Skype Interviews

Skype Interviews: What You NEED To Know


In this digital day and age, it’s not unusual to be invited for a Skype interview, especially if the position you are applying for is geographically far away. More and more companies are attempting to use technology to streamline the interview process, and Skype interviews allow them to quickly weed out the unlikely candidates.

Although a Skype interview takes place in the comfort of your own home, it should still be taken very seriously and treated like a face-to-face meeting. First impressions are vital, even if they take place through a webcam, so be sure to execute these Skype interview best practices:

Dress For The Occasion

Although you aren’t meeting the company in person, dress smartly and in line with the industry. Not only will it boost your confidence, but the interviewer will see that you are serious about the position.

Avoid stripey or checked clothing as these can sometimes be distorted when using a webcam. Also, be sure that what you’re wearing doesn’t blend in with the back drop; a floating head is sure to distract the interviewer.

Think about your surroundings as well as your personal appearance. There’s no point looking the part if you are sitting in a messy and unclean room. Sit in the position you would for the interview and check behind you to make sure it looks presentable.


Ensure that your equipment is up to the task in regards to microphone, webcam, and Internet connection. Having a low quality microphone or webcam can make a Skype interview really tricky if you have to keep repeating yourself or the picture is pixelated.

Likewise, if your Internet connection isn’t up to scratch, there can be awkward delays and a communication struggle. Be sure to test everything well in advance so you can have plenty of time to fix any technical problems or buy new hardware.

When it comes to the actual interview, make sure that you are in a quiet room or even better, an empty house.


Practice makes perfect, especially when it comes to video calls. Remember to look at the camera and not the person on the screen, and think be sure to speak at a comfortable volume as opposed to shouting.

You could consider recording yourself answering made up questions, then play it back to yourself to see how you sound and pinpoint areas you can improve on.


Smiling comes naturally in a face-to-face interview, but it’s something that’s easy to forget when you’re sitting in front of a computer screen. Just before the interview, try and get into an upbeat mood, and make a mental note to smile just as you would in person.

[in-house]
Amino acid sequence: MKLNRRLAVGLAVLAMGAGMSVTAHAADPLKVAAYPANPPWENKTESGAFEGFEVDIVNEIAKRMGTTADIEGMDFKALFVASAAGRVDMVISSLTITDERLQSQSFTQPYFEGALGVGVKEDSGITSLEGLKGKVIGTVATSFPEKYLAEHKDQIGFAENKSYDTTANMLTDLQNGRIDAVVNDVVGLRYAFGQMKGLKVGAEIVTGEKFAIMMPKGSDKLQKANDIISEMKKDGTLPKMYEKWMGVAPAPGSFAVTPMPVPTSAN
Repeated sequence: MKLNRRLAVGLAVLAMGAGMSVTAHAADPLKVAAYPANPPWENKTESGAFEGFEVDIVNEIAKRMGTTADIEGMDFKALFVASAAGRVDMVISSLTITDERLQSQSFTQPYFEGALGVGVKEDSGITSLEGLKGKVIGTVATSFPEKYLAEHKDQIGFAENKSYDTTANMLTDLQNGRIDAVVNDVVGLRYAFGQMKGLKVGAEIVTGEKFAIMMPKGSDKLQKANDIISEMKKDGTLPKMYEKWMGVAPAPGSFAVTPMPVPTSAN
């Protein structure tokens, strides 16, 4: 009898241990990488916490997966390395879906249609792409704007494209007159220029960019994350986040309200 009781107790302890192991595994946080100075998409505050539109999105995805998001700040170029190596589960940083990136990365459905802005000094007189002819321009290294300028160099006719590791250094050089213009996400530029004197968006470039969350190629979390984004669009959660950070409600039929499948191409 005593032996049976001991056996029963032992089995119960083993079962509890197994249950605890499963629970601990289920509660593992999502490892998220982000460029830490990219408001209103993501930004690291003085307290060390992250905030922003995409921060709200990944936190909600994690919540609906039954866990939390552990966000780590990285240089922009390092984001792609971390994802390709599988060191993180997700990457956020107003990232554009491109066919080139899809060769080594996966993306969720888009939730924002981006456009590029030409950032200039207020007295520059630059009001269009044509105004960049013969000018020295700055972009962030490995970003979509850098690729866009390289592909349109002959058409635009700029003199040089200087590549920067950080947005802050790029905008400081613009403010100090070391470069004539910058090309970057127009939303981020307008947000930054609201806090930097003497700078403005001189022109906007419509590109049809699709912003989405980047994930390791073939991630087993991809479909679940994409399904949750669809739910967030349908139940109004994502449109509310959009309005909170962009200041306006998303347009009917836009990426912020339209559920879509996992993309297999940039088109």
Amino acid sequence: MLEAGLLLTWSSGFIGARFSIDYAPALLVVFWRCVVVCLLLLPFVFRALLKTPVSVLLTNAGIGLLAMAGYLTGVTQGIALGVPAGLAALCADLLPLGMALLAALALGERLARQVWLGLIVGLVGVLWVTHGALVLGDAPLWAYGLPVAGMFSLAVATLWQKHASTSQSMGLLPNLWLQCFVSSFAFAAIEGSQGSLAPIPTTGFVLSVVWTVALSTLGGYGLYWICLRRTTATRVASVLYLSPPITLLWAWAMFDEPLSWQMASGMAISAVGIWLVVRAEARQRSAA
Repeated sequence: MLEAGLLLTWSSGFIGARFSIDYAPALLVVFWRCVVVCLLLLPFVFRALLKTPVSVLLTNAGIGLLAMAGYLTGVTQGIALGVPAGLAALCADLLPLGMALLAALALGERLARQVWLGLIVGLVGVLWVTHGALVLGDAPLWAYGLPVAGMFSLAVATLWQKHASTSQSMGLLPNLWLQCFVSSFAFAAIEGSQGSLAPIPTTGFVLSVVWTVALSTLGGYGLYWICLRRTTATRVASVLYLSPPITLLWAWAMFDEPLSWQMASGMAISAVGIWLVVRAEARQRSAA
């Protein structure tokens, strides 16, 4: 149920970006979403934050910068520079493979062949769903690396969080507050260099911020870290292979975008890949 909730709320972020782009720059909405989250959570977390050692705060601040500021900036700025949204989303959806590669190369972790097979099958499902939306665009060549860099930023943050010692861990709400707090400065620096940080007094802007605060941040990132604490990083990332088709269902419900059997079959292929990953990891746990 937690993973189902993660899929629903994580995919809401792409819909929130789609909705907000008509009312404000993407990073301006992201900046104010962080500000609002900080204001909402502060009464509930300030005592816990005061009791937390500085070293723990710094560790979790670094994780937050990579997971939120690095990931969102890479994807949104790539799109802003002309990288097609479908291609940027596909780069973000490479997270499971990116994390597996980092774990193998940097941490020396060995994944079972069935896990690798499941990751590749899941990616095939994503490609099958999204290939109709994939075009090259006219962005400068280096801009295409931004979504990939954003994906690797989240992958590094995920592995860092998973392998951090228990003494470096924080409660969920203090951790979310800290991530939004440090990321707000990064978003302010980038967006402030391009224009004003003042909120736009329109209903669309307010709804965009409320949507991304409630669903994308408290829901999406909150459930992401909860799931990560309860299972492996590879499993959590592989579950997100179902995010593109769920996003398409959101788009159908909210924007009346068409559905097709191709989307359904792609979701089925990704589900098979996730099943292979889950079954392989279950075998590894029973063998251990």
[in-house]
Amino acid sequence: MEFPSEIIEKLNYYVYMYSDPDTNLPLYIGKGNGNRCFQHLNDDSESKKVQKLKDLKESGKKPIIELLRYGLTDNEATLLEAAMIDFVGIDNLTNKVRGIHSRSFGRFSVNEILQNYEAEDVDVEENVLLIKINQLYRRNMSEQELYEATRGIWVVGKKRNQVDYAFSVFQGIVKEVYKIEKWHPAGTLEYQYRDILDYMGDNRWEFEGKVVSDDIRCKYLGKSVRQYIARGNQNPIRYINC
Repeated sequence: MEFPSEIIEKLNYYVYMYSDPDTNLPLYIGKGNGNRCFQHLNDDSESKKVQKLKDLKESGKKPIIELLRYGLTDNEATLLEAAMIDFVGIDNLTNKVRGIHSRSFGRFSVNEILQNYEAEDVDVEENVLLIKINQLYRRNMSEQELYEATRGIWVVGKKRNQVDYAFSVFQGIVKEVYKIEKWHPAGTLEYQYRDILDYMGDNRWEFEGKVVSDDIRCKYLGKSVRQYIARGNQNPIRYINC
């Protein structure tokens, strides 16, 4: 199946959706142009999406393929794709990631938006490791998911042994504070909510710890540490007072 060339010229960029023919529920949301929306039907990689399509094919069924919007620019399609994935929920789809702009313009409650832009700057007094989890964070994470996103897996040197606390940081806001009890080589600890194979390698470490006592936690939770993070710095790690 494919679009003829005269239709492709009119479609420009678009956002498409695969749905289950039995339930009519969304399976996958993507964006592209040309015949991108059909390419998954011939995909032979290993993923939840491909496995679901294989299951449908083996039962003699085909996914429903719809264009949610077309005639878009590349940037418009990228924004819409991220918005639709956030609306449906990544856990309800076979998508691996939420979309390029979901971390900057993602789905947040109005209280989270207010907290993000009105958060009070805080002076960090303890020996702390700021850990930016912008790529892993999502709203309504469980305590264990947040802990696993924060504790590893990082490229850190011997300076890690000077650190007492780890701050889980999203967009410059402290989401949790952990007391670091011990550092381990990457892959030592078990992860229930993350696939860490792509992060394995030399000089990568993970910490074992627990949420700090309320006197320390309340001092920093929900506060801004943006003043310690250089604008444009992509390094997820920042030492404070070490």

Smiling is a proven way to help reduce nerve and stress levels, and a powerful way to convey enthusiasm. Combining this with good posture helps you appear confident and alert.

Have Notes

One of the biggest benefits of a Skype interview is the ability to have notes in front of you without the interviewer knowing. This can help you out of sticky situations, but be sure to subtle glance at them instead of reading off the page.

Consider creating sticky notes to place around the screen, which contain important and concise information. It may be useful to have your resume on hand as well as any information about the company you are applying to. And, of course, don’t forget to note down any questions you wish to ask.

We hope these simple but important best practices help you perform your best during a Skype interview. Remember the first few video calls won’t be perfect, but don’t let this put you off. Although they were once a novelty, Skype interviews are becoming ever more common.

Photo Credit: Shutterstock

Mark Potter

This article was written exclusively for Career Realism by Mark Potter of Namecheap domain registrar.


  1. I can see the usefulness of the Skype interview if the position is in a different state but other than that it’s just the IT department showing off. GotoMeeting works better anyway and doesn’t take over your PC like Skype does. That said I’ve had exactly one opportunity for one of these and it got cancelled. It’s not as prevalent as the article would have you believe.

    As to the library computer questions, I’d think not mostly because Skype has to be installed and most public libraries don’t allow you to install anything on their computers. Even web based services have to install a control package which is likely disallowed as well. Perhaps it the library got enough requests they could set aside one PC for such telepresence meetings that had suitable software preinstalled but that would be the only way I could see it working.

  2. I’m going to have to do one of these at Starbucks because it’s during work hours. Any advice? There probably 3 or 4 Starbucks within a 5 minute drive of my job, I can’t go check them out at lunch because there is no way for me to know what the crowd is like Tuesday at 3pm. Should I go check them out for background, lighting and ambiance? My other options is McDonalds at the crappy mall across the street. Has anyone had to do one of these during work hours. Alas, unlike a phone call, sneaking in to a conference room is not an option.

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